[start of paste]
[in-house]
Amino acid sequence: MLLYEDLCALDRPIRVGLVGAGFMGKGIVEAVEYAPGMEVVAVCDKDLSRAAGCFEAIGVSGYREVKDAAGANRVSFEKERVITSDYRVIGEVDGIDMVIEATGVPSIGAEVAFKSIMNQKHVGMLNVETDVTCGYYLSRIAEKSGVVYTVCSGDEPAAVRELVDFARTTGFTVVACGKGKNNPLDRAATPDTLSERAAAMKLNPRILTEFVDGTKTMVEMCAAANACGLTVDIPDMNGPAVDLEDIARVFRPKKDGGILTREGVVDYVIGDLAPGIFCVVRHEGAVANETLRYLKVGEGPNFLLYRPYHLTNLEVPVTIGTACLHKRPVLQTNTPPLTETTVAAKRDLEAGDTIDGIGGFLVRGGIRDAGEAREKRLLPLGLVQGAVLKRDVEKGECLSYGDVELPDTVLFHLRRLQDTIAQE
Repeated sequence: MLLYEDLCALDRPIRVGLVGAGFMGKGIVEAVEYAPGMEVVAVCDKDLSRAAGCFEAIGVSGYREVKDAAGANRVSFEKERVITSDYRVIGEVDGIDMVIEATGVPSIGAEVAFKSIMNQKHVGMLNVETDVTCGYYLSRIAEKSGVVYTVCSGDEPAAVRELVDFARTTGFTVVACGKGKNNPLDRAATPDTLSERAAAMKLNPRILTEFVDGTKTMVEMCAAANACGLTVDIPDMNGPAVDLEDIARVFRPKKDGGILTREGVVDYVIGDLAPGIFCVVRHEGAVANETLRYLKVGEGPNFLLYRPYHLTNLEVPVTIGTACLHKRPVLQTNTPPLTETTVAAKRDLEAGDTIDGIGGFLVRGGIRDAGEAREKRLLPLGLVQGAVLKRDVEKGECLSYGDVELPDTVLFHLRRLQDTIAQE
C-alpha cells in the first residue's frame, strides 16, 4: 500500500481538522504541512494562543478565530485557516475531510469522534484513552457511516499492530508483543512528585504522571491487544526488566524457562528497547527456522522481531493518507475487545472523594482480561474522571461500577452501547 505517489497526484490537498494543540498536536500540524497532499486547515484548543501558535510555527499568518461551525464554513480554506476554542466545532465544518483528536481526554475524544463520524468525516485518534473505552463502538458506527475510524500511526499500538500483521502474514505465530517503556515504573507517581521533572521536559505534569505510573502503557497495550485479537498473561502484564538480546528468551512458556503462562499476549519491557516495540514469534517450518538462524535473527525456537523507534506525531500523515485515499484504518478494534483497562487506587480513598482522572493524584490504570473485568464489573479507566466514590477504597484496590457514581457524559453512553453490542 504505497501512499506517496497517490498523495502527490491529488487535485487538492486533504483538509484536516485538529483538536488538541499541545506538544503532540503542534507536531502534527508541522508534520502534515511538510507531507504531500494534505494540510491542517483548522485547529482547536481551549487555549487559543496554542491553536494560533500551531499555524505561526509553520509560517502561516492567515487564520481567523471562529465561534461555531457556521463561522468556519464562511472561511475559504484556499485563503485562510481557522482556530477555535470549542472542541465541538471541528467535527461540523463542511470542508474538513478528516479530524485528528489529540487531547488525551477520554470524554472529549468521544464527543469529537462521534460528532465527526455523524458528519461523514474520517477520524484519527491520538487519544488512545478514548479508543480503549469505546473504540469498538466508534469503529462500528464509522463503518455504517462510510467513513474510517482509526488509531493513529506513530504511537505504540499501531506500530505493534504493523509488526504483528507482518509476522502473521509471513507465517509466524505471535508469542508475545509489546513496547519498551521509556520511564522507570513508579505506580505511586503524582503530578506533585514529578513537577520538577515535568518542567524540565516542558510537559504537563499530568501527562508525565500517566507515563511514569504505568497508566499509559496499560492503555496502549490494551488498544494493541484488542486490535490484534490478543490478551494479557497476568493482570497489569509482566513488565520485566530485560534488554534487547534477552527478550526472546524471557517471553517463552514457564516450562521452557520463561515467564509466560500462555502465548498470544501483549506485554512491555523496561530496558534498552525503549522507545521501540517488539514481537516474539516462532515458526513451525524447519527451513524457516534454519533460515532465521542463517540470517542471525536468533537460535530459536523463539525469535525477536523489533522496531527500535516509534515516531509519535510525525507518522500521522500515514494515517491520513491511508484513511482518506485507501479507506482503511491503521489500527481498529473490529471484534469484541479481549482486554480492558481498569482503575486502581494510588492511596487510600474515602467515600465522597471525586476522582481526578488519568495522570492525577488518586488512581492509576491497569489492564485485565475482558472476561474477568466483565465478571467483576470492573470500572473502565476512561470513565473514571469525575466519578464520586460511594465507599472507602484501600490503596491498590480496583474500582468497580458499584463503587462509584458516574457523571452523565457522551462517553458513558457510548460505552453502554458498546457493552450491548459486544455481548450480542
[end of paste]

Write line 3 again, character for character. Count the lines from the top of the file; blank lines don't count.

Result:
Repeated sequence: MLLYEDLCALDRPIRVGLVGAGFMGKGIVEAVEYAPGMEVVAVCDKDLSRAAGCFEAIGVSGYREVKDAAGANRVSFEKERVITSDYRVIGEVDGIDMVIEATGVPSIGAEVAFKSIMNQKHVGMLNVETDVTCGYYLSRIAEKSGVVYTVCSGDEPAAVRELVDFARTTGFTVVACGKGKNNPLDRAATPDTLSERAAAMKLNPRILTEFVDGTKTMVEMCAAANACGLTVDIPDMNGPAVDLEDIARVFRPKKDGGILTREGVVDYVIGDLAPGIFCVVRHEGAVANETLRYLKVGEGPNFLLYRPYHLTNLEVPVTIGTACLHKRPVLQTNTPPLTETTVAAKRDLEAGDTIDGIGGFLVRGGIRDAGEAREKRLLPLGLVQGAVLKRDVEKGECLSYGDVELPDTVLFHLRRLQDTIAQE